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Fame, fortune and a social conscience

If you were passing by the American University in Cairo yesterday afternoon, you might have been forgiven for thinking there was rock concert held at its gates. The air trembled with full-throated, bloodcurdling screams. If the Arabs had pulled off a few of those back in Andalucia, the Spaniards would still be speaking Arabic. The …


If you were passing by the American University in Cairo yesterday afternoon, you might have been forgiven for thinking there was rock concert held at its gates.

The air trembled with full-throated, bloodcurdling screams.

If the Arabs had pulled off a few of those back in Andalucia, the Spaniards would still be speaking Arabic.

The reason for the aural fireworks? Actor George Clooney was at the university.

Actually, he was there with a few other equally impressive people; Don Cheadle, an actor of enormous versatility and vibrancy, Joseph Cheek, a speed skater with enough Olympic medals to tip over a small rowing boat and Tegla Loroupe, a long distance runner of remarkable grace and resilience.

Mostly, though, people screamed at Clooney; he has that effect on people, apparently.

This small group of individuals, all noteworthy in their own way, had chosen to address students from AUC on a subject they felt was worth being bounced all over the world for; the ever-escalating humanitarian crisis in Darfur, Sudan.

The situation in Darfur currently stands at an estimated 400,000 people killed – according to the Coalition for International Justice – and another 2.5 million people displaced and homeless. People have been dying since the summer of 2003.

It’s unlike the previous Sudanese civil war, which was fought mostly between the largely Muslim North and the largely Christian and Animist South. In Darfur, much of the carnage has been attributed to the Janjaweed, herding tribes of Arab decent, who have attacked and driven off various ethnic tribes of the non-Baggara, who are mostly farmers.

Although the Sudanese government has maintained that it is not supporting the Janjaweed, this claim holds water only with those credulous enough to believe that the Tooth Fairy is actually in business and that George W. Bush won the presidential elections fair and square the first time around.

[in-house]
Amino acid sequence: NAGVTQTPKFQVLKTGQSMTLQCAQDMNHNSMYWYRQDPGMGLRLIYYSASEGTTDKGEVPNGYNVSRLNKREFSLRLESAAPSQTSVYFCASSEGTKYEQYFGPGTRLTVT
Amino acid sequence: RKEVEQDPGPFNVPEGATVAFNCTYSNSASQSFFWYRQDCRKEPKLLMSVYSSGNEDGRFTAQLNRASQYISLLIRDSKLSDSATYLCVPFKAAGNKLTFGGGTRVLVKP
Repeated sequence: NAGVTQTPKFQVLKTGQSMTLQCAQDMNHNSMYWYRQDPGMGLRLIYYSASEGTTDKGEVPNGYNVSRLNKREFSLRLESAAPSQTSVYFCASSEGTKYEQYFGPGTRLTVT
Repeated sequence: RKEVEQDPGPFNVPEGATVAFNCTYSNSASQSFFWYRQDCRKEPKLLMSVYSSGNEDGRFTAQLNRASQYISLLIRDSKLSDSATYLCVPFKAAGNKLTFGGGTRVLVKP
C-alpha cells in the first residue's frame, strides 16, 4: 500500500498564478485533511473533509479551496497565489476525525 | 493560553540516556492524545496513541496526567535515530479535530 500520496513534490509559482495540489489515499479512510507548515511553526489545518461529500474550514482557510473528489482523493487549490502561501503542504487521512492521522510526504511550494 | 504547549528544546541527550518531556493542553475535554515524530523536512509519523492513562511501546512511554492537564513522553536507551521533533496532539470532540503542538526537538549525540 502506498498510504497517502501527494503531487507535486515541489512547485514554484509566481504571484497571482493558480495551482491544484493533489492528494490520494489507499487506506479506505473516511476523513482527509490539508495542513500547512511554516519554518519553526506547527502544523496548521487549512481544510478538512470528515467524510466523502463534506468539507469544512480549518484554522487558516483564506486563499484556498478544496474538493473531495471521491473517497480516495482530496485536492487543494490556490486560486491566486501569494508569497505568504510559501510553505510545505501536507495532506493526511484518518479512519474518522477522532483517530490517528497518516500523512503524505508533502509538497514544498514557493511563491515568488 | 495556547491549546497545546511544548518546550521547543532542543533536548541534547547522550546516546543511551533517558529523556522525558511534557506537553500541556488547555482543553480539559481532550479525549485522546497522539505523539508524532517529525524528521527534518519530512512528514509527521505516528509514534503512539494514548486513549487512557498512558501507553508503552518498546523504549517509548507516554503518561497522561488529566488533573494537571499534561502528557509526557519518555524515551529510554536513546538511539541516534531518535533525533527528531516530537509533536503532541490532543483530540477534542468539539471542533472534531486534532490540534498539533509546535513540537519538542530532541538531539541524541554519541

It took around 400,000 deaths for the United Nations to finally get around to passing a resolution (1706) on sending just over 17,000 peace-keeping troops to the area to help out the 7,000 African Union troops busy trying to dodge bullets there. The Sudanese government said that it would consider such a move a foreign invasion and promptly launched a military offensive against the region.

There has been much talk, most of it derisory, against celebrities who feel they need to speak up on various subjects, be it genocides or foreign policies. One supposes that much of this derision comes from people who have never raised a finger, or a voice in support of anything that does not benefit them directly.

Celebrities are people and as such, they are hardly homogenous. There are bright ones, not so bright ones, sincere ones, those who have their own political agendas and those who’ve had a little too much plastic surgery, perhaps, to make too much sense.

However, I fail to see why someone who goes out of their way to take a concern in someone else’s suffering should be taken to task.

In this case, it’s Darfur.

The governments of the Middle East have thus far failed to have any impact on the Sudanese government. In fact, it’s probably safe to say that to the people of the Middle East, the Darfur doesn’t rate very highly on their ‘things to be concerned about’ list. Most of us live in countries where we have quite enough national worries and injustices to worry about other those in other countries. And if we think international injustice, we seem to have exhausted ourselves worrying about Palestine (possibly because that gives us an excuse to rant at Israel.)

Sudan is part of the Arab League. As far as Egyptians are concerned, it’s our neighbor- we share borders. How can we not worry about what’s happening in Darfur? At which point did we decide that our own problems had to obliterate any sense of any other injustice. How can we rant at the West for its attack on the Muslim world when we can simply allow Muslims to be slaughtered on our doorstep and not raise an eyebrow?

To give credit where credit is due, the Egyptian government has shuttled tirelessly back and forth, mediating on this crisis with the Sudanese government. A peace plan brokered some months ago has since broken down and the crisis continues.

This is currently one of the world’s worst humanitarian crises. We cannot stand by and content ourselves with simply making all the right, morally aggrieved, sounds.

Celebrities who use their fame to put across a point are to be commended for refusing to lapse into ease and apathy. As Don Cheadle astutely put it, “You have to use whatever soap-box you can. You just get on there and hope you get your point across.

AUC is a fitting place for this group to have chosen to appear at; the university has long been a platform for liberal thought and socially responsible ethics.

It’s sad that it took a group of famous actors and athletes to get us to think about a crisis on our doorstep, But hey, if it works, don’t knock it.

Mirette F. Mabrouk is the publisher of The Daily Star Egypt.

Topics: Investment

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